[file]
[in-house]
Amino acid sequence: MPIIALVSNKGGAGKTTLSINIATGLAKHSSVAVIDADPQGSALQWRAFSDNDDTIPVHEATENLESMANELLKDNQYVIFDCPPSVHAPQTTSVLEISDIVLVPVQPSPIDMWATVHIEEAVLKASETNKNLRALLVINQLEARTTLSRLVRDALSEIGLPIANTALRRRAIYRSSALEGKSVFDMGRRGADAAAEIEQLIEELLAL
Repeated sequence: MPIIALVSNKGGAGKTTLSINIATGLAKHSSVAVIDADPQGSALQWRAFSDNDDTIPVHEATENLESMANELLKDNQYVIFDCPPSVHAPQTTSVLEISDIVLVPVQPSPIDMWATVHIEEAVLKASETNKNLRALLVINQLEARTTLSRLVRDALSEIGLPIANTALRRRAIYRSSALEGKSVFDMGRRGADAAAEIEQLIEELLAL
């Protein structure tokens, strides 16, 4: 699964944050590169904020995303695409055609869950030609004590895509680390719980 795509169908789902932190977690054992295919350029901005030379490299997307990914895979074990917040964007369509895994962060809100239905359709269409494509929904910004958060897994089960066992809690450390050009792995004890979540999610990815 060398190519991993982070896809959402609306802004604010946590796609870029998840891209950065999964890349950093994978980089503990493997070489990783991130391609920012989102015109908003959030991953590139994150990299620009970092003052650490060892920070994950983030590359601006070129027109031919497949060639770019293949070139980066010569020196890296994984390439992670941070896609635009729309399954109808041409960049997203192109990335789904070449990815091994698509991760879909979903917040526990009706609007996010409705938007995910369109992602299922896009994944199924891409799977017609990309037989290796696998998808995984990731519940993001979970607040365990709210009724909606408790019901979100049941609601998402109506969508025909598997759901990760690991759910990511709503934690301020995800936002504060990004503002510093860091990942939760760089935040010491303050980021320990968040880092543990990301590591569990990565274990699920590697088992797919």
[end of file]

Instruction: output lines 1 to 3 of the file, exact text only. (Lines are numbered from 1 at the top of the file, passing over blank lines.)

[in-house]
Amino acid sequence: MPIIALVSNKGGAGKTTLSINIATGLAKHSSVAVIDADPQGSALQWRAFSDNDDTIPVHEATENLESMANELLKDNQYVIFDCPPSVHAPQTTSVLEISDIVLVPVQPSPIDMWATVHIEEAVLKASETNKNLRALLVINQLEARTTLSRLVRDALSEIGLPIANTALRRRAIYRSSALEGKSVFDMGRRGADAAAEIEQLIEELLAL
Repeated sequence: MPIIALVSNKGGAGKTTLSINIATGLAKHSSVAVIDADPQGSALQWRAFSDNDDTIPVHEATENLESMANELLKDNQYVIFDCPPSVHAPQTTSVLEISDIVLVPVQPSPIDMWATVHIEEAVLKASETNKNLRALLVINQLEARTTLSRLVRDALSEIGLPIANTALRRRAIYRSSALEGKSVFDMGRRGADAAAEIEQLIEELLAL